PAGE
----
On Monday morning, November 11, the planet Mercury will transit across the face of the sun and become visible as a small black dot as it passes between the sun and Earth.
The Washburn Observatory, 1401 Observatory Dr., is located at the peak of a hill overlooking Lake Mendota. But the planet's orbit is tilted compared to the plane of Earth's orbit, so most of the time, the tiny world passes above or below the sun's disk from our line of sight. Transits of Venus are rare, and there won't be another until December 2117. It's the same thing as an eclipse, except instead of the moon covering the sun, its a planet.
From anywhere in the country where skies are clear, Mercury can be seen crossing the sun with binoculars or a telescope. The next transit of Mercury will be in the year 2032, but it won't be visible here.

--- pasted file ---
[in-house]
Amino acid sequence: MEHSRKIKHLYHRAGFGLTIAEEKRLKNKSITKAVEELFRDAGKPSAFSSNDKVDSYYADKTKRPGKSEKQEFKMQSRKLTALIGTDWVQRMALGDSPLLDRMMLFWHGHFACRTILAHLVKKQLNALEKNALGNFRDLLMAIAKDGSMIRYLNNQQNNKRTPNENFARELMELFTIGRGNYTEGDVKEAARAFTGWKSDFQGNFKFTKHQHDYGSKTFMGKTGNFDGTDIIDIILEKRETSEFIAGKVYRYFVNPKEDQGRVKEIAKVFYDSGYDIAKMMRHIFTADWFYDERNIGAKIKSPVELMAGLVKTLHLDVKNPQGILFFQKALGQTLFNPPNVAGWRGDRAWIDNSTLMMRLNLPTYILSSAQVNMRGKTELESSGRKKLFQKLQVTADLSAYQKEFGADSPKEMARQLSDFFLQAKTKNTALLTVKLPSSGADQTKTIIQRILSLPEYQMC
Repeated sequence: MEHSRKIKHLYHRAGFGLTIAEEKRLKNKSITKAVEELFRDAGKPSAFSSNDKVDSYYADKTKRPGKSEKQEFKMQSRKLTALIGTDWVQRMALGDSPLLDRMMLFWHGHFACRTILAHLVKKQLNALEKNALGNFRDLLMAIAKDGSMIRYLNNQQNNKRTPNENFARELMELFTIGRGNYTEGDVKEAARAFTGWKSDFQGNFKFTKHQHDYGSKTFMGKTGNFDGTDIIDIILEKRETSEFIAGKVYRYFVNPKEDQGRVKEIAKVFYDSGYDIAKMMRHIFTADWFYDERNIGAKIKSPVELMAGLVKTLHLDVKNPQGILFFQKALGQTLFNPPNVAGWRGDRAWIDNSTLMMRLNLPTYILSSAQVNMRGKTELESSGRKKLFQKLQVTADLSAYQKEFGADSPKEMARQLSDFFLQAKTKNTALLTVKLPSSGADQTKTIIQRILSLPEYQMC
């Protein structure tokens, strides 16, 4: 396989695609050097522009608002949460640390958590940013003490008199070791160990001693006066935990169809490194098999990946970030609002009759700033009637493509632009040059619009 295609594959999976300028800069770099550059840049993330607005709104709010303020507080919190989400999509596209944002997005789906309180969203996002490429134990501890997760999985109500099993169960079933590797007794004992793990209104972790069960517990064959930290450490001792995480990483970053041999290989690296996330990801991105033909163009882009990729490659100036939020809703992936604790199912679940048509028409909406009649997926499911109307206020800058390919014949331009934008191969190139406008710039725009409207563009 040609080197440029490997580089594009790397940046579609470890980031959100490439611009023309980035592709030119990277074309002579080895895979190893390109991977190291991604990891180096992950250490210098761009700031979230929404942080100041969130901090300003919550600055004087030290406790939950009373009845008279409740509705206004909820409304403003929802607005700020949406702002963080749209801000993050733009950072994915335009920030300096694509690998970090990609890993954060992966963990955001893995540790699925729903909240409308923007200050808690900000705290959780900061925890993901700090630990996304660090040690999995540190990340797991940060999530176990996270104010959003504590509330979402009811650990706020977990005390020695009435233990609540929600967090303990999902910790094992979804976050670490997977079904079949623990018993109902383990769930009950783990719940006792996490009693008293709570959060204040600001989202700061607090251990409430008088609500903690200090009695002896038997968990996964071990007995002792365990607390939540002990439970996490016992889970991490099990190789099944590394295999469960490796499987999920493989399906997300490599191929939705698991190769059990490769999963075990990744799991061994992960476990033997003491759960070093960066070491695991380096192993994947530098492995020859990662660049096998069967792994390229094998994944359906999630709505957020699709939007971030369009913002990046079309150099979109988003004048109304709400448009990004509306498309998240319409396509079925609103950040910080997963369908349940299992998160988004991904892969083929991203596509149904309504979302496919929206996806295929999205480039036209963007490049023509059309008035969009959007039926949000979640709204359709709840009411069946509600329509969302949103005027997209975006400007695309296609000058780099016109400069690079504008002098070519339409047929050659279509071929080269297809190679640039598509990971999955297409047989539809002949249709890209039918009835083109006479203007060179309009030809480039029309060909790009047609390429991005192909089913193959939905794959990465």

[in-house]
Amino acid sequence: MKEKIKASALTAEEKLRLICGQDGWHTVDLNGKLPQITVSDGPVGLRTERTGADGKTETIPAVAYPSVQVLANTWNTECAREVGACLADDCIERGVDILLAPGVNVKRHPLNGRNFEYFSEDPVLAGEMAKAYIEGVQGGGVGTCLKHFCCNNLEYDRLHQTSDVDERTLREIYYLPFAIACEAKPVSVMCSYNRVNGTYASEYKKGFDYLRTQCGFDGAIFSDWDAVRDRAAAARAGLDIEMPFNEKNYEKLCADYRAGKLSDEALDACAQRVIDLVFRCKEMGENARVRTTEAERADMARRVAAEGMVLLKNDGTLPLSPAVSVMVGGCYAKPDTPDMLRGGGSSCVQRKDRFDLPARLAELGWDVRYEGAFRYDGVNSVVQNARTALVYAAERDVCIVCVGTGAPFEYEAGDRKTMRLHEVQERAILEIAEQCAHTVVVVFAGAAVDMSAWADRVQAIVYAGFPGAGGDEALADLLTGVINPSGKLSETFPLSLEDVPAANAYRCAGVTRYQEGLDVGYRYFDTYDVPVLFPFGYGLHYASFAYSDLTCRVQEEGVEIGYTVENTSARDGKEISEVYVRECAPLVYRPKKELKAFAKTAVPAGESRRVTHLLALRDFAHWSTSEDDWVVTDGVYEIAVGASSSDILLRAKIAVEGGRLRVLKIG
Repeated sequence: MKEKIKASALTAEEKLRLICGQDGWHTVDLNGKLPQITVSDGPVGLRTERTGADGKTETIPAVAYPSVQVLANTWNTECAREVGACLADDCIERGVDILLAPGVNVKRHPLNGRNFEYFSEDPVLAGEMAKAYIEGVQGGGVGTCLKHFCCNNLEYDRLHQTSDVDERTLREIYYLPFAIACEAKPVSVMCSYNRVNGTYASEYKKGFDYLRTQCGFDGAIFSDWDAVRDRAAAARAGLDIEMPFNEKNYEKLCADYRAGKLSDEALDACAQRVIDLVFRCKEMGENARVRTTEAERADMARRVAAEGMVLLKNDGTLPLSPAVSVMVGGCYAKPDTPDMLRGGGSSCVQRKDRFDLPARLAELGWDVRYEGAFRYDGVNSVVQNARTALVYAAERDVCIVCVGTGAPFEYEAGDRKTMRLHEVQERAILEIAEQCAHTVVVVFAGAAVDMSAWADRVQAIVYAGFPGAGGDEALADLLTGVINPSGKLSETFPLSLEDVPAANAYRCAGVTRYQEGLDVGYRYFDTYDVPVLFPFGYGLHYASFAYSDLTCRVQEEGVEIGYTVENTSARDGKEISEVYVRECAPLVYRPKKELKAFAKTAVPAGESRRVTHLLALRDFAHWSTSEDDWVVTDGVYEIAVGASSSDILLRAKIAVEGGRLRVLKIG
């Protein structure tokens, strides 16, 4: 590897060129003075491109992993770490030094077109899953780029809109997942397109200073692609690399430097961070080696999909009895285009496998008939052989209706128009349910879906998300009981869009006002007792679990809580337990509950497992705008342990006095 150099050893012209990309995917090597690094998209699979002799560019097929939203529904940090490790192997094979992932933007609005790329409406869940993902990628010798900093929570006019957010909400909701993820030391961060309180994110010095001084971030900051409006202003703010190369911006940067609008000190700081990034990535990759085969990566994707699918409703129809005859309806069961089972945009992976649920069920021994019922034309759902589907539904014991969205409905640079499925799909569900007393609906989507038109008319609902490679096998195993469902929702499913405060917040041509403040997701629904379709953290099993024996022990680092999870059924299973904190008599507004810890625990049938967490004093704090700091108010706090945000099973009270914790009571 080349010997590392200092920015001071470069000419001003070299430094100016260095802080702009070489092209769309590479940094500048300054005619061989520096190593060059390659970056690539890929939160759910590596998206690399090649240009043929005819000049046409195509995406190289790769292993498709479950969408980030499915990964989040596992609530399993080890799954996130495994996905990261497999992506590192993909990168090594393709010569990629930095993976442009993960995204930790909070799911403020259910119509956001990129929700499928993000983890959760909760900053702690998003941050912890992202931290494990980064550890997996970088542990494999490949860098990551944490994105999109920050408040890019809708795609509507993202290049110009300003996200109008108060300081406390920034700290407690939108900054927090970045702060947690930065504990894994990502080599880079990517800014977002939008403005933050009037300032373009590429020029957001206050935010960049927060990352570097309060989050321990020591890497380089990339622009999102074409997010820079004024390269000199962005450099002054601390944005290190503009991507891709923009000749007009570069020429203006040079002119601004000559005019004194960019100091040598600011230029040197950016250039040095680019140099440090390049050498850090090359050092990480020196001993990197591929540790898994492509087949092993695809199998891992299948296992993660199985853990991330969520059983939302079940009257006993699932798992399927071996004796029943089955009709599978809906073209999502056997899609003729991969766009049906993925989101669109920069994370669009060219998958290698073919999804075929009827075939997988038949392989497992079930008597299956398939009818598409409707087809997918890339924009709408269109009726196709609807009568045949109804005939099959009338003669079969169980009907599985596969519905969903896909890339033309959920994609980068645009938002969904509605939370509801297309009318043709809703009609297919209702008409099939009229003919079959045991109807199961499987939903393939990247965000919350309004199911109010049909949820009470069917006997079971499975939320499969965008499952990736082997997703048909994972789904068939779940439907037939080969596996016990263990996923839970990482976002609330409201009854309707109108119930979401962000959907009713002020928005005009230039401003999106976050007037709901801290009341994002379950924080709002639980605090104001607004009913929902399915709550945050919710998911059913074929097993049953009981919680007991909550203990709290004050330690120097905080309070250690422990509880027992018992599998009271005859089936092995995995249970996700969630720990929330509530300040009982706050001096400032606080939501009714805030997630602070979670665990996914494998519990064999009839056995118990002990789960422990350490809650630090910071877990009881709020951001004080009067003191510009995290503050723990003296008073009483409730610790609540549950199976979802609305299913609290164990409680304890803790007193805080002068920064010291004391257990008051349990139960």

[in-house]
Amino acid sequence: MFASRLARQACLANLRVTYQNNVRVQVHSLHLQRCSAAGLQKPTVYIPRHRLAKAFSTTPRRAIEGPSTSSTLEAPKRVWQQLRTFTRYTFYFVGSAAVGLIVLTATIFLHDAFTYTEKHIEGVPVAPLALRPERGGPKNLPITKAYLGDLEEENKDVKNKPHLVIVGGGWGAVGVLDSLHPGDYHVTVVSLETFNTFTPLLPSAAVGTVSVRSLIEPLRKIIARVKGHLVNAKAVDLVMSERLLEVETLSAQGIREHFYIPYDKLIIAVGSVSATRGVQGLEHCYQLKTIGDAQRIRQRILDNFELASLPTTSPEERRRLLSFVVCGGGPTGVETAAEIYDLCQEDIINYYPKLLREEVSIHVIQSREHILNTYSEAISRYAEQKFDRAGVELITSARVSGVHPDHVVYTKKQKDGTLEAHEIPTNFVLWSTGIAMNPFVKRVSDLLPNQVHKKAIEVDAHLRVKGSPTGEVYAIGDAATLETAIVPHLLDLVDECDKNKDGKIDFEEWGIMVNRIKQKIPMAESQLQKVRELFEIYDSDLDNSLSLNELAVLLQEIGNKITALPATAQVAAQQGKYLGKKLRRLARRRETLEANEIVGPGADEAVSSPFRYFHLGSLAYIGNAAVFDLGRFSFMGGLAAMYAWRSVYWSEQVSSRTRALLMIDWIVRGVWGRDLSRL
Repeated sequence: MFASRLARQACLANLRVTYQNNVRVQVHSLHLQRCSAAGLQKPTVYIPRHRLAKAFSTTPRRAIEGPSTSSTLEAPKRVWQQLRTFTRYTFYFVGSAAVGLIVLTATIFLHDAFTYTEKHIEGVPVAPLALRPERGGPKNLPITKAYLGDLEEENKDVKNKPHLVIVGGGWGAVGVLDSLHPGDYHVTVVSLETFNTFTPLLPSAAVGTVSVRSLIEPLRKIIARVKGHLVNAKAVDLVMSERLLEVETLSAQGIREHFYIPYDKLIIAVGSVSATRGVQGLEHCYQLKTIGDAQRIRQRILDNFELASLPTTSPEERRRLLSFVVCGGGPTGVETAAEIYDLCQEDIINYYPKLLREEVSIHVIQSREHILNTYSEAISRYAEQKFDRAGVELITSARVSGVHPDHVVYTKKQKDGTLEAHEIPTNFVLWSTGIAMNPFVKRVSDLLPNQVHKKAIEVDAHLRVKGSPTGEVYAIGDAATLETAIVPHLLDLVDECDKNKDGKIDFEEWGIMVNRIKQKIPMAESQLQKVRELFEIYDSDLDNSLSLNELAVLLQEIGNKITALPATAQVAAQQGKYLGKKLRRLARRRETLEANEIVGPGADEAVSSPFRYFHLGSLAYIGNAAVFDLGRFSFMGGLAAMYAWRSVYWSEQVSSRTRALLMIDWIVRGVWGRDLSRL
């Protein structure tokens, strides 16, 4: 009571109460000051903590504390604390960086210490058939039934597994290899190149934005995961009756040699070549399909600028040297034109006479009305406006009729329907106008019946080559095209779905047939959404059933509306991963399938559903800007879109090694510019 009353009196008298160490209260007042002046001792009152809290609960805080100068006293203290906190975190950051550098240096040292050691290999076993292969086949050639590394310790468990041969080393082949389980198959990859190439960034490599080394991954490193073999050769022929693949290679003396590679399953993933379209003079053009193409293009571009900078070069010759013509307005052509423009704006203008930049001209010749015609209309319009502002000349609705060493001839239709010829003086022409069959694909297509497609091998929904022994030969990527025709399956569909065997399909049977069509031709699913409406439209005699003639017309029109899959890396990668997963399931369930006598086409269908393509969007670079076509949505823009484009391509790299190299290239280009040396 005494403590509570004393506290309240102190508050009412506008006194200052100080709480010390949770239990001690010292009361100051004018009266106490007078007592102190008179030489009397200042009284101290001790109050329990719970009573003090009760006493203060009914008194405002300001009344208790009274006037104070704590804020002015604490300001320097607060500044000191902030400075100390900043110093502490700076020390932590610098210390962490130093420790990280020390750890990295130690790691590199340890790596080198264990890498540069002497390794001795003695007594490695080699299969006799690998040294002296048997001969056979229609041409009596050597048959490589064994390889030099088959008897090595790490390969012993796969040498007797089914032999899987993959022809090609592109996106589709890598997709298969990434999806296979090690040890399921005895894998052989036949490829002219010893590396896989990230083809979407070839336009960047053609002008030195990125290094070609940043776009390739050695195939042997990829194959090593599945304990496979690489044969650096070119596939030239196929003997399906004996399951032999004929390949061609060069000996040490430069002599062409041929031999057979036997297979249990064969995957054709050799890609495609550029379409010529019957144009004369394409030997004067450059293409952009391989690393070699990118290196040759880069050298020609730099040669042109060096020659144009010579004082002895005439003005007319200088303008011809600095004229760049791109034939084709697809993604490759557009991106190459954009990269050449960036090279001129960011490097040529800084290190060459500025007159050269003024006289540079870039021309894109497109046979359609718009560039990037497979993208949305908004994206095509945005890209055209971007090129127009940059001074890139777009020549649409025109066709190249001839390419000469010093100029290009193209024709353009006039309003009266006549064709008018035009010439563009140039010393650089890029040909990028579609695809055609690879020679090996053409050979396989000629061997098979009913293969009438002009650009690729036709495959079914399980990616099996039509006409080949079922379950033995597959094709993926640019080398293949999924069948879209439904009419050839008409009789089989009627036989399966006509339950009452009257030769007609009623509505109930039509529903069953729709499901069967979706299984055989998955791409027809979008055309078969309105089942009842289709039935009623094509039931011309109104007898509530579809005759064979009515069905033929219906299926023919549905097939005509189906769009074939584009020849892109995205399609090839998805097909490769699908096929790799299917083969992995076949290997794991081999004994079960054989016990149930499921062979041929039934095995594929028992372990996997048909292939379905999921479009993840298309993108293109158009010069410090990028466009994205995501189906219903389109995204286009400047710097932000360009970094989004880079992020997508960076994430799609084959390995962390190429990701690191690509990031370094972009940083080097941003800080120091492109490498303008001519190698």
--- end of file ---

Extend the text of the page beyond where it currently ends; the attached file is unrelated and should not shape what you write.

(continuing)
While the next transit of Mercury may be in 2032, Boyd said people living in the US won't have an opportunity to see it again until 2049. The May transit is often skipped.
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Mercury is the smallest planet in our solar system (sorry, Pluto doesn't count), so to watch the transit, you'd need special equipment as well as protection for your eyes. In fact, it would take over 190 Mercury disks to span a solar diameter!
One interesting sight to watch for during a transit is the so-called black drop effect, an optical illusion that happens when the planet either just enters or starts to leave the sun's disk. Mercury will pass in front of and nearly directly across the middle of the sun. In case of extensive cloud cover, this event will be canceled.
East Tennessee State University's Department of Physics and Astronomy will offer an opportunity for the public to safely view this rare astronomical occurrence, which will begin just after sunrise and end in the early afternoon on that day.
Because they orbit closer to the sun than Earth, Mercury and Venus are the only planets that can make solar transits from our perspective.